Under-21 tobacco ban fails to become law in Illinois
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SPRINGFIELD — Illinois lawmakers failed Wednesday to reverse Gov. Bruce Rauner’s veto of a bill that banned the sale of tobacco to those younger than 21.
The House voted 62-45 to overturn the “Tobacco 21” veto, but it needed a three-fifths majority of 71 votes to become law. The legislation would have set a minimum age of 21 to buy cigarettes, cigars, chewing tobacco and nicotine-based products such as e-cigarettes and vaping materials.
Rep. Camille Lilly, who sponsored the proposal, said it would “help prevent young people from beginning a lifetime tobacco addiction.”
“Tobacco 21 protects children, reduces smoking rates, saves billions in health care costs and saves lives,” the Chicago Democrat said.
But opponents argued that 18-year-olds may vote and serve in the military, so they should be able to decide whether to smoke. Critics also took aim at the lack of penalties in the bill.
The American Lung Association figures show 95 percent of long-term smokers begin the habit before turning 21.
The House did succeed in overriding a veto of legislation that sets a 90-day deadline for local police officials to take action on paperwork for immigrant crime victims to apply for visas to stay in the country.
Rauner had said the measure was too burdensome on local agencies. The House voted 73-34 to reject the Republican governor’s veto, putting the law in place.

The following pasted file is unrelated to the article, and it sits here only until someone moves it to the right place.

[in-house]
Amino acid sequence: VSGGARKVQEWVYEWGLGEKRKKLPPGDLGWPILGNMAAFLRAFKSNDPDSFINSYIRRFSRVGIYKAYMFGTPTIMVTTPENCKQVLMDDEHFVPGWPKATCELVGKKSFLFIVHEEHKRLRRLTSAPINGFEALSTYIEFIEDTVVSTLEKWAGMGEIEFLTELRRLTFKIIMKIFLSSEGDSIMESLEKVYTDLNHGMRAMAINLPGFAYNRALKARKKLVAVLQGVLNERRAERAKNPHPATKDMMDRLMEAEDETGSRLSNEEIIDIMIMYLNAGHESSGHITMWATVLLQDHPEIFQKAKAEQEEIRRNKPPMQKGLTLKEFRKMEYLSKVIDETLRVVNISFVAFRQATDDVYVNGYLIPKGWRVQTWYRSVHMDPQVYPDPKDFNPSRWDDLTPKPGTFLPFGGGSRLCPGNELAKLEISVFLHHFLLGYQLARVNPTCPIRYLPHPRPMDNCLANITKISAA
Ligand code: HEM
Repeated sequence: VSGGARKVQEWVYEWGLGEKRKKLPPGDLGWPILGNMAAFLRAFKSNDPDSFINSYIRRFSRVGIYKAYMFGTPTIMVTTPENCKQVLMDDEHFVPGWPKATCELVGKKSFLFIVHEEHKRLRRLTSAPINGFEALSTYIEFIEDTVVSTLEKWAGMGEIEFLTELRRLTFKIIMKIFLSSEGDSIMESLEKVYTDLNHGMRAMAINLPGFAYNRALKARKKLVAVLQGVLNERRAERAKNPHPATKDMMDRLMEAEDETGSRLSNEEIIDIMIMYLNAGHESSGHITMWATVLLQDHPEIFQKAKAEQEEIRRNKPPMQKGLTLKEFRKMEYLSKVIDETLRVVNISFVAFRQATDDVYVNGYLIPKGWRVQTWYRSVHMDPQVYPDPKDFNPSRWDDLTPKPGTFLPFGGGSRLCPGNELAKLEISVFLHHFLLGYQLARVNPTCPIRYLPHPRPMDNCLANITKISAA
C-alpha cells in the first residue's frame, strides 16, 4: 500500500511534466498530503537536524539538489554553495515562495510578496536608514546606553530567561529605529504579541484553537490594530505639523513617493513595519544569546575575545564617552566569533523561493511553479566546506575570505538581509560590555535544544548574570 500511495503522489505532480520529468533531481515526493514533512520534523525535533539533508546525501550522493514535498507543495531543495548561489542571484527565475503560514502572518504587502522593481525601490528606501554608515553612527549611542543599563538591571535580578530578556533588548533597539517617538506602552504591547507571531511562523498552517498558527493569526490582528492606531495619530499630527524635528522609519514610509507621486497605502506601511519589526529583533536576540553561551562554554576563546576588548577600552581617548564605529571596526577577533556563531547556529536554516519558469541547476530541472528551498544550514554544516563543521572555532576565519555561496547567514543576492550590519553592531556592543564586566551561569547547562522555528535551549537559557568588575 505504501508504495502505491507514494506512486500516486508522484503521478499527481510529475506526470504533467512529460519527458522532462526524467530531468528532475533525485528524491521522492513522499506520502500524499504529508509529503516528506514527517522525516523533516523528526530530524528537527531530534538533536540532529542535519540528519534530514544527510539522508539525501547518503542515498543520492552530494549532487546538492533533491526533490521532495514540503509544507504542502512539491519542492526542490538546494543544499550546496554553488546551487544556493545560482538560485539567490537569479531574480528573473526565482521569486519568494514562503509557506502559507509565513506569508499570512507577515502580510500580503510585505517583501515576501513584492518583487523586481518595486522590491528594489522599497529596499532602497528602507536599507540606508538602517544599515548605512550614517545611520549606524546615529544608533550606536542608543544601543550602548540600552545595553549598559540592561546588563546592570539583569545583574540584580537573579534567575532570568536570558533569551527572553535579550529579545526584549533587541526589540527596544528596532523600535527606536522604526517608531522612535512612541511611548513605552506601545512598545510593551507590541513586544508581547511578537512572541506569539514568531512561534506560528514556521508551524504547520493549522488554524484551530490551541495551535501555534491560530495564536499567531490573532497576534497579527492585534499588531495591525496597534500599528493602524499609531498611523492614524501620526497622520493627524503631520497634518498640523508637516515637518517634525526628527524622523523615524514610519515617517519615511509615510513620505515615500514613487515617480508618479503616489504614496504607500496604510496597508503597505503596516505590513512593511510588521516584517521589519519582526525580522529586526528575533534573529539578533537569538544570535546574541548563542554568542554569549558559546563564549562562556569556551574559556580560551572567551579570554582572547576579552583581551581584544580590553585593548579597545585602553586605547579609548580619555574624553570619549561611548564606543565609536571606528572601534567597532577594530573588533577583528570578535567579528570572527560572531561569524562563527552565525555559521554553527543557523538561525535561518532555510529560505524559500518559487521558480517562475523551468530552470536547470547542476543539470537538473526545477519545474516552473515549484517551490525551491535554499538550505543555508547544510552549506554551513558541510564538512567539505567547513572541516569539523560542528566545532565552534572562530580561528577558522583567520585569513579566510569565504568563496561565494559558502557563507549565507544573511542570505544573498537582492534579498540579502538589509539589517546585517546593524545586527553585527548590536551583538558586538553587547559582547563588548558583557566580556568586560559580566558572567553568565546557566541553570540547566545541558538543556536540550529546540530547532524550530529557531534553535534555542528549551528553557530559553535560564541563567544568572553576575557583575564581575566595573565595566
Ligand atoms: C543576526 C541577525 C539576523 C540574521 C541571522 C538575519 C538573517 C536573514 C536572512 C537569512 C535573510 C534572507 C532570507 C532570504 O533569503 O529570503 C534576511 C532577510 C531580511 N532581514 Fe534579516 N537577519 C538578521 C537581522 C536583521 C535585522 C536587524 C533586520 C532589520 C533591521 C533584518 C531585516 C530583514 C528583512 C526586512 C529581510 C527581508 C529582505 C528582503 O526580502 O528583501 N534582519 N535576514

Federal law allows immigrants who are victims of serious crimes to apply for visas . They must cooperate with police investigations, and police must sign paperwork verifying their help.
A veto override vote on a measure that proposed regulations for online car rental programs is on hold.
House Deputy Majority Leader Arthur Turner of Chicago skipped the vote on Rauner’s veto of legislation on so-called peer-to-peer car rental apps. It would subject the rental cars to safety rules and tax collection required for rental car companies .
Turner, who sponsored the measure, hopes he can negotiate a deal and present new legislation in January. Critics said the programs allow people to make extra cash by renting their cars and shouldn’t be required to follow the same rules as companies with large fleets.
Greg Scott of the American Car Rental Association said in a statement that he welcomes discussions “to ensure greater consistency, fairness and safety” in the industry.
Thursday is the last day of the Legislature’s fall session.